During construction, add a 1 inch metal conduit from the Photovoltaic array to the designated inverter location, and add a second 1 inch metal conduit from the inverter location to the electrical service panel.
See the Compliance Tab for related codes and standards requirements, and criteria to meet national programs such as DOE’s Zero Energy Ready Home program, ENERGY STAR Certified Homes, and EPA Indoor airPLUS.
A conduit is intended to protect the wiring leading from the PV array to the inverter and from the inverter to the electrical service panel. The ends of the conduit should be clearly labeled, particularly if the intent is to install the PV system at a later date. In areas subject to environmental concerns or hazards, the stub outs should be properly sealed and/or capped to prevent contamination.
To meet the requirements of the DOE Zero Energy Ready Home program, install a 1-inch metal conduit from the designated array location to the designated inverter location with the end of the conduit clearly labeled as a Renewable Energy Ready Home component and indicating its purpose and intended use. The conduit run should be identified on electrical and architectural diagrams to be provided to the homeowner.
How to Install a Wiring Conduit for a Future Solar Photovoltaic System:
- Designate a proposed location for the solar photovoltaic system on the roof.
- Install a 1-inch metal conduit from the attic to the future location of the inverter.
- Begin conduit about 6 inches above the finished insulation depth directly below the designated array location in the attic. Ensure the conduit location in the attic provides at least 18-in. of space below the roof deck and is easily accessible for the future solar installer.
- Run the wiring conduit through the home so that the overall length of the conduit is minimized.
- Ensure there are three or fewer 90-degree turns from the attic to the designated 4 ftx 4 ft plywood area or provide for accessible pull boxes, as required by the National Electric Code.
- Terminate the conduit at the bottom edge of the 4 ft x 4 ft plywood backing for a future inverter. (Optional) For aesthetic reasons, terminate into a flush mount junction or pull box near the bottom edge of the plywood area.
- Install a 1-inch metal conduit from the designated inverter location to the electrical service panel.
- To facilitate the wiring of the solar PV system at a later date, the builder may also want to include a pull line in the conduit, particularly if the overall conduit run is lengthy or has multiple bends.
- Cap and label both ends of both conduit runs so the text is visible and upright (if possible). The label should read, “Renewable Energy Ready Home – Solar Photovoltaic Wiring Conduit.”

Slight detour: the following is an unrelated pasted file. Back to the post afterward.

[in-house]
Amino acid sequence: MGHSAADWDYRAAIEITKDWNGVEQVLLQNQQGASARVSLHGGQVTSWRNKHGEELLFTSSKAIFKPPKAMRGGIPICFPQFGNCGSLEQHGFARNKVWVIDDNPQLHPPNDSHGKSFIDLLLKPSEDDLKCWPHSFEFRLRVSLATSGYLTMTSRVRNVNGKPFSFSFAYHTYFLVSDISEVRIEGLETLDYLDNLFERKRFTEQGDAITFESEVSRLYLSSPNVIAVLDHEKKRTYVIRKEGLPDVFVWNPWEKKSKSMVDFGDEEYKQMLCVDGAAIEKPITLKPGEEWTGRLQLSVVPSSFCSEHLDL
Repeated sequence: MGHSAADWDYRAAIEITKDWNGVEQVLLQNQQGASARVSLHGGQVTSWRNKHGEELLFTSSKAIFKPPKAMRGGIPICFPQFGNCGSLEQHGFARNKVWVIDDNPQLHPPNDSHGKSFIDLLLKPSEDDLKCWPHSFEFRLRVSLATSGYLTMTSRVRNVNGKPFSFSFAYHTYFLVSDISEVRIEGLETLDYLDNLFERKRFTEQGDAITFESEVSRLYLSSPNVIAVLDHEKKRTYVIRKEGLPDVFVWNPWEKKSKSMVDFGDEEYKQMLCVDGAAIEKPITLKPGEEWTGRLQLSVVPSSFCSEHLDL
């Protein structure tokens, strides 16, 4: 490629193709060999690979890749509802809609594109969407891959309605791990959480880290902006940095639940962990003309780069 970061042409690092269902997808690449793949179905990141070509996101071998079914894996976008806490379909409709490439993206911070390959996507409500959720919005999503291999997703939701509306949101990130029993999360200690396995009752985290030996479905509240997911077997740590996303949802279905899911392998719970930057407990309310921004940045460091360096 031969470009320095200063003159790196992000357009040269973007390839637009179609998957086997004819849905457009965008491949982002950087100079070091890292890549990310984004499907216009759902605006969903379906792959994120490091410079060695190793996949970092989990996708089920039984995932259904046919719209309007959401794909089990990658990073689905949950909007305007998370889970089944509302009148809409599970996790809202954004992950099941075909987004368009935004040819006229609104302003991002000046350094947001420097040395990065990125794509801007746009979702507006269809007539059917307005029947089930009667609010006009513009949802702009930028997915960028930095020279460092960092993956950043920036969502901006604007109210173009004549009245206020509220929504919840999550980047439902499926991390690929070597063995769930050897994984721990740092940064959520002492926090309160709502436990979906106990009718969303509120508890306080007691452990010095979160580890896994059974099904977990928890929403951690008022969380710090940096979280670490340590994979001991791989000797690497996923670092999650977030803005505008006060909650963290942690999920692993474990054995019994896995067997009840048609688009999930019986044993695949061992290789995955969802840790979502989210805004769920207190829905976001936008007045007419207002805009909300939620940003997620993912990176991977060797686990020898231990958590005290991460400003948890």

Ensure adequate utility room size and location for the solar water heating and photovoltaic system components early in the house design process.
Confirm with local code officials early in the design process what steps are needed to guarantee that installation of PV panels will meet with local codes, homeowner's association covenants, and historic district regulations.
Protect the electrical and mechanical components of the solar photovoltaic system from bulk moisture, high temperatures, and direct sunlight. The utility room should be properly ventilated and maintain average indoor temperatures.
The DOE Zero Energy Ready Home PV-Ready Checklist (Revision 07) is required only under the following condition related to climate (See the Compliance Tab for other exceptions):
- Location, based on zip code, has at least 5 kWh/m2/day average daily solar radiation based on annual solar insolation using the PVWatts online tool. See map below.
The Compliance tab contains both program and code information. Code language is excerpted and summarized below. For exact code language, refer to the applicable code, which may require purchase from the publisher. While we continually update our database, links may have changed since posting. Please contact our webmaster if you find broken links.
DOE Zero Energy Ready Home (Revision 07)
Exhibit 1 Mandatory Requirements.
Exhibit 1, Item 1) Certified under the ENERGY STAR Qualified Homes Program or the ENERGY STAR Multifamily New Construction Program.
Exhibit 1, Item 7) Provisions of the DOE Zero Energy Ready Home PV-Ready Checklist are Completed.
DOE Zero Energy Ready Home PV-Ready Checklist (Revision 07)
- Install a 1” metal conduit for the DC wire run from the designated array location to the designated inverter location (cap and label both ends). (RERHPV Guide 3.2)
- Install a 1” metal conduit from designated inverter location to electrical service panel (cap and label both ends). (RERHPV Guide 3.3)